Summer beauties

Water lily rhizomes come in a multitude of sizes and forms (those of a finger, a pineapple, a tuber, etc.). Usually, divisions of water lilies are sold when they are 10-15 cms long, while their diameter varies by the cultivar (from that of a finger to that of a small ‘pineapple’). Rhizomes of miniature water lilies are tiny, only 4-6 cm long. Depending on a variety, a division can weigh from several grams to a few hundred grams.

The rhizomatous rootstock of water lily consists of one or several large, straight or branched rhizomes covered in numerous roots. The finger-shaped rhizomes sprout roots only on one side, so make sure you do not plant them upside down (in most cases, one can easily see where the roots were attached to the rhizome previously). The rhizome should be planted horizontally, at an angle of approximately 45 or 70 degrees, buried in the soil, with the crown just above the soil. When the growth tip does not show, the division should be planted cut side down.

The pineapple-shaped rhizomes should be planted vertically, since their roots grow all around the rhizome, but the plant will not be harmed much, if you plant it in the usual way.

Miniature, small and medium water lilies are best planted into aquatic baskets or pots, since they will have to be moved for overwintering either into the deeper end of the pond or into a basement, in case your pool is on a shallow side. However, if the pond does not have a natural lining of soil, and is lined by the plastic lining or concrete instead, large water lilies are best planted into baskets too. Same advise should be followed if you need to control the growth of water lilies, or if you intend to grow the plants less than 1 metre deep (even in natural ponds).

A common question is whether it is better to plant a water lily into an aquatic mesh basket or into a simple pot. The mesh baskets are a very good choice, if your pond is a natural one, with soil at the bottom, or if there is a considerable amount of mud above the plastic lining. The roots then fill the basket promptly, and carry on into the outside. The mud provides the plants with supplemental nourishment and ensures favourable growing conditions. Planting baskets with wide-meshed sides will need to be lined with some fine-mesh material, otherwise the soil will fall out before the roots have a chance to grow and bind it together.

If you choose to plant your water lilies in a pond lined with the plastic lining or concrete, you may  plant them in a simple plastic pot. An ordinary large pot will do the job well, as long as you choose a wide and a spacious one. You should also keep in mind, the rhizomes of pot-grown water lilies tend to smell of mud and are more prone to disease.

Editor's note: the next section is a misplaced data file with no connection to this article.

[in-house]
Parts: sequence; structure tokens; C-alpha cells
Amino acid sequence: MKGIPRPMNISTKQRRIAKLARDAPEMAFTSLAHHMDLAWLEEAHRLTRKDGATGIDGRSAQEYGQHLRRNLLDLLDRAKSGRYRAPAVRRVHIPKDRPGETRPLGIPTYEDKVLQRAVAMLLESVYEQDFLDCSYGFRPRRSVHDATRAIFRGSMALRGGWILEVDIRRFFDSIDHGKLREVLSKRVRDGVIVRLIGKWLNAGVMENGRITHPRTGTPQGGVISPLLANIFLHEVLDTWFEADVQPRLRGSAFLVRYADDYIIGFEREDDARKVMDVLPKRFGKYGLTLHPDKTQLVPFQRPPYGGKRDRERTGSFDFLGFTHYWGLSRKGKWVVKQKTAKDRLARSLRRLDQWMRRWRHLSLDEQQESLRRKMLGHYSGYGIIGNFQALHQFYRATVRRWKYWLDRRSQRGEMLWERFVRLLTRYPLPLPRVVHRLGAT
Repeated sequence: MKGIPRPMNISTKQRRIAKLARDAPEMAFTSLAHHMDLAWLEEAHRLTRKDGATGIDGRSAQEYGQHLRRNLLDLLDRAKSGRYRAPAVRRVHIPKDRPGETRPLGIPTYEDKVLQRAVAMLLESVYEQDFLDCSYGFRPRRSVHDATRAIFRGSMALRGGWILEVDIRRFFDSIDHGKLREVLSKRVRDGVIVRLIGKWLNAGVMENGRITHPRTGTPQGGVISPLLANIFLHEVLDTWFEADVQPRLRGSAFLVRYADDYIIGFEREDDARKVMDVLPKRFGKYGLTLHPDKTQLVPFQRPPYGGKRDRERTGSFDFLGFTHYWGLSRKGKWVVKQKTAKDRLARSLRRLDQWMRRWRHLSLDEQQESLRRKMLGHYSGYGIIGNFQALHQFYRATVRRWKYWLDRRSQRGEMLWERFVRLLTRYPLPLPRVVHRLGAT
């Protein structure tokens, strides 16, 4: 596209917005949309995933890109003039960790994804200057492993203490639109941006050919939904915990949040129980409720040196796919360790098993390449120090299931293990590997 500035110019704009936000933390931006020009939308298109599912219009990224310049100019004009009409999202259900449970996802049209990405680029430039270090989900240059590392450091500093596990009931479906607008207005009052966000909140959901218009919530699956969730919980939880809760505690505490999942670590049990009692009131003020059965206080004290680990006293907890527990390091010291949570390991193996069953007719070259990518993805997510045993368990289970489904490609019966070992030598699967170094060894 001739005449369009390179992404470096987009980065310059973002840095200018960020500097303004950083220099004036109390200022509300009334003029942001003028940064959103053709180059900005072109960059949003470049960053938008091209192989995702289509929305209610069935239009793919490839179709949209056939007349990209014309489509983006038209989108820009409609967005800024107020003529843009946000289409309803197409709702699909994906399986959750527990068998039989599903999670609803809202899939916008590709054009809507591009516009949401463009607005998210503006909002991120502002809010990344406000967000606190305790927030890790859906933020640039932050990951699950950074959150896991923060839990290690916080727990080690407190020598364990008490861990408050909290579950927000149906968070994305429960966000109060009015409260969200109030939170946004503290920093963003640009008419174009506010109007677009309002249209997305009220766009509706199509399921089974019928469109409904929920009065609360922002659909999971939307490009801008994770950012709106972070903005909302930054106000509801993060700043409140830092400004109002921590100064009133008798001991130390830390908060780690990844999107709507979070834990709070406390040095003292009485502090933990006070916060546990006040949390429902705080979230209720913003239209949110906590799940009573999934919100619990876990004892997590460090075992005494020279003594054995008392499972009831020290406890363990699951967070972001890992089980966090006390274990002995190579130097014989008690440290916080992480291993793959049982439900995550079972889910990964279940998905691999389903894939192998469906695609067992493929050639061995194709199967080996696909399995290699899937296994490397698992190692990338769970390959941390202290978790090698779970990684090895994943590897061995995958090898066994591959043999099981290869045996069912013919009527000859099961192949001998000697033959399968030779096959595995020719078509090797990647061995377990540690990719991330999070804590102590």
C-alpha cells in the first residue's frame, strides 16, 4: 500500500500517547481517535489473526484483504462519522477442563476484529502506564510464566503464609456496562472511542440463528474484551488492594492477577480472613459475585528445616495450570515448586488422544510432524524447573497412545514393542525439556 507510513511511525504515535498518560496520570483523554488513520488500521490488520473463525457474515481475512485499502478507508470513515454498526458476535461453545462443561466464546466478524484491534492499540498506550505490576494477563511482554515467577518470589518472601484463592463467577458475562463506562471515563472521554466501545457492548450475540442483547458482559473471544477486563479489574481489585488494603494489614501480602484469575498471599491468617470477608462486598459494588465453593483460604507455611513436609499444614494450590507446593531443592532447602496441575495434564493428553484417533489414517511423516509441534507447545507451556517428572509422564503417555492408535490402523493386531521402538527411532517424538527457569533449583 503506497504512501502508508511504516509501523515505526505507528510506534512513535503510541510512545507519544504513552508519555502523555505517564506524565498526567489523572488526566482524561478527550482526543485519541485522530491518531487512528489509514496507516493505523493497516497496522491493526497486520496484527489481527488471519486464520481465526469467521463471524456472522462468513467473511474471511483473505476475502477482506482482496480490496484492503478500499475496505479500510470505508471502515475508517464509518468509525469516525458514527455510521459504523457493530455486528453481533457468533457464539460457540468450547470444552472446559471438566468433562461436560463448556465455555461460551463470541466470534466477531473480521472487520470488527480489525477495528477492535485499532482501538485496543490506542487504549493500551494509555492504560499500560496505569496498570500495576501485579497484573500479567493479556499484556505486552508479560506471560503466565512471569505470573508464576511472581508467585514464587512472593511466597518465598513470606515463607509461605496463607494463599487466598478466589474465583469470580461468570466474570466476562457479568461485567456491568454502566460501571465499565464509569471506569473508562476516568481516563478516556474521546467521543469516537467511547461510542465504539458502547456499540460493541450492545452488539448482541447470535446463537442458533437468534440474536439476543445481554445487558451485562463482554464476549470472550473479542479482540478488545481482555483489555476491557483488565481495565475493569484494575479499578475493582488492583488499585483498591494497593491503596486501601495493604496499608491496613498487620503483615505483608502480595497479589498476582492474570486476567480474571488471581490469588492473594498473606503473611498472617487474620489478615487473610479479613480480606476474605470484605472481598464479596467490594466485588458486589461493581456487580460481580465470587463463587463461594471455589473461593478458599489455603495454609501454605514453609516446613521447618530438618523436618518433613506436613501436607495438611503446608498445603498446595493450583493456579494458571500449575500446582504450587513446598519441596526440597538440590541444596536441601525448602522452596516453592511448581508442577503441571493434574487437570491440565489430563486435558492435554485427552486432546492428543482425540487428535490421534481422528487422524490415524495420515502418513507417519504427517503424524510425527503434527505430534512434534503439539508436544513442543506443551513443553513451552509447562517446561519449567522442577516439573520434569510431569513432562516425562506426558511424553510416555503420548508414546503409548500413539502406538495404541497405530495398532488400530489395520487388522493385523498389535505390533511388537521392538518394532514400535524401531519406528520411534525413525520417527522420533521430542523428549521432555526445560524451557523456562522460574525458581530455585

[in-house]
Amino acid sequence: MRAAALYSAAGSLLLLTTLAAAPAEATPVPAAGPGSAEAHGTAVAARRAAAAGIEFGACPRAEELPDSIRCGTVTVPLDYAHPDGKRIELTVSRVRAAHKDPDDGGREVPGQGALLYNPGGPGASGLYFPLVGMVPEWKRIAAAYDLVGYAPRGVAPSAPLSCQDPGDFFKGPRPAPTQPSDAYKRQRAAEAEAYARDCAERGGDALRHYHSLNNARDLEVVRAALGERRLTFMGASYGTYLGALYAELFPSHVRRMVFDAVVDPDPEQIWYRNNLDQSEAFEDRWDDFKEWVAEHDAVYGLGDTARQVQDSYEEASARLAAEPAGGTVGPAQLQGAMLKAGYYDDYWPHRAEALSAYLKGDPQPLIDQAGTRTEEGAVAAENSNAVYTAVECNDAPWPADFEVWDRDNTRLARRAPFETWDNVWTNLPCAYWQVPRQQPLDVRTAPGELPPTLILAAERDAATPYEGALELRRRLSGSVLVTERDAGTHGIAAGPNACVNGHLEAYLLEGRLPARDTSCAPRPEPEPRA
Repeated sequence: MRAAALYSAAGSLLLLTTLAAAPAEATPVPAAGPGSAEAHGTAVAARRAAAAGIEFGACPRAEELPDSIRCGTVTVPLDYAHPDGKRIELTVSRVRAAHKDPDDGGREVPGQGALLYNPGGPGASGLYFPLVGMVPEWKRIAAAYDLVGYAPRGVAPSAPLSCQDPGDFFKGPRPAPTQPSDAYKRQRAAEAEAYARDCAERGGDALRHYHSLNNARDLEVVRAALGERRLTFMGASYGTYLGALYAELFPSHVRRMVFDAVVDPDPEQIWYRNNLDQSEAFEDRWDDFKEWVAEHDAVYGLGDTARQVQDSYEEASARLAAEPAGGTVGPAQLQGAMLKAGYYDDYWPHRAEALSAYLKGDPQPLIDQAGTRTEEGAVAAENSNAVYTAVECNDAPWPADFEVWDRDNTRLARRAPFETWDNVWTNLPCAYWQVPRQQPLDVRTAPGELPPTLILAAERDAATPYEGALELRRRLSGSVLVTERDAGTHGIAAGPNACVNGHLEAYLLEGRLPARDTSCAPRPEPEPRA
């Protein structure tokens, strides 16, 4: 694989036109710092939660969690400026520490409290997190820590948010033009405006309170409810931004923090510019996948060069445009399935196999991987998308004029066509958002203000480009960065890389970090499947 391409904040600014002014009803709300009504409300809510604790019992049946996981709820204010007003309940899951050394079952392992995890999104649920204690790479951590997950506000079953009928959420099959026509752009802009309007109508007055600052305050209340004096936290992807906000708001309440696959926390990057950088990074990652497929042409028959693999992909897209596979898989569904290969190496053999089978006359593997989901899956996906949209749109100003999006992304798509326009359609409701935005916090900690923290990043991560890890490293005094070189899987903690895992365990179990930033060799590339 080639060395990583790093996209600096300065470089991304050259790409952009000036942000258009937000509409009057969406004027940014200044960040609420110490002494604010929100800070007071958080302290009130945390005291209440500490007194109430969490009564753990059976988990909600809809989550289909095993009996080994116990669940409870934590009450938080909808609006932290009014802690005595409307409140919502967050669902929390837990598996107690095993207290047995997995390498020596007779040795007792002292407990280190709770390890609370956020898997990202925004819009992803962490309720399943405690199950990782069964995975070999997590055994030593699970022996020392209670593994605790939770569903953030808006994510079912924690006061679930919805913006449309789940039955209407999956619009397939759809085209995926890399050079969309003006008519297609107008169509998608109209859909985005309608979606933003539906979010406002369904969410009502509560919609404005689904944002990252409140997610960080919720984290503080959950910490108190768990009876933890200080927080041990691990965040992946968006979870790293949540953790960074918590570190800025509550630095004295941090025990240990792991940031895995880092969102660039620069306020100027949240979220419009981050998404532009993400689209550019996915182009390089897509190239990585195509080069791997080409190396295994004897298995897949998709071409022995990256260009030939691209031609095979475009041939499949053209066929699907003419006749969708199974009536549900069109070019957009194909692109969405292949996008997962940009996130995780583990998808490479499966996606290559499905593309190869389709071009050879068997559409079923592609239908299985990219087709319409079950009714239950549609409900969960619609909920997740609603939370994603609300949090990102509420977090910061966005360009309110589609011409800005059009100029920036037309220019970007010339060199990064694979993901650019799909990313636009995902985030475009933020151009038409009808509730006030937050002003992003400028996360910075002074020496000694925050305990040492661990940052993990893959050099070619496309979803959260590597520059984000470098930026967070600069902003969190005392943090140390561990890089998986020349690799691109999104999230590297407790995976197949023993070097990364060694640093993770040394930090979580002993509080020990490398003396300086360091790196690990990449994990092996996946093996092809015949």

Hardy water lilies show them best in a soil like clay. if you plant to a basket, use heavy soil from your garden.  Be sure there is no unroted organic in the soil, cause it will rot or float to the top in your pond. The soil is best wet, you can do this by soaking the pot in the water until the soil is soft enough to push your fingers down into the soil.

Plant rhizome and cover soil with gravel just for to not let it float up. Be sure not to bury the rhizome to deep, try not to cover new growth coming with soil or gravel.

The life cycles of water lilies, just like all other plants, are largely depend by weather conditions. Our nursery is located in 5 zone, in the middle of Lithuania. Usually, ice on the lakes and ponds melts in April, although sometimes it may happen as early as the beginning of March. The planting season of water lilies starts in May. In a cold and cloudy spring, the water warms up very slowly, therefore water lilies are in no hurry to start new growth, so they float their leaves only in 8-10 weeks. Until that moment, new shoots linger underwater. If the spring comes early and the water warms up promptly, then new leaves of the plants will appear on the surface earlier.

In order to get the maximum amount of blooms water lilies need plenty of sun, usually 4-6 hours of direct sun is required.

© Giedra Bartas, 2009

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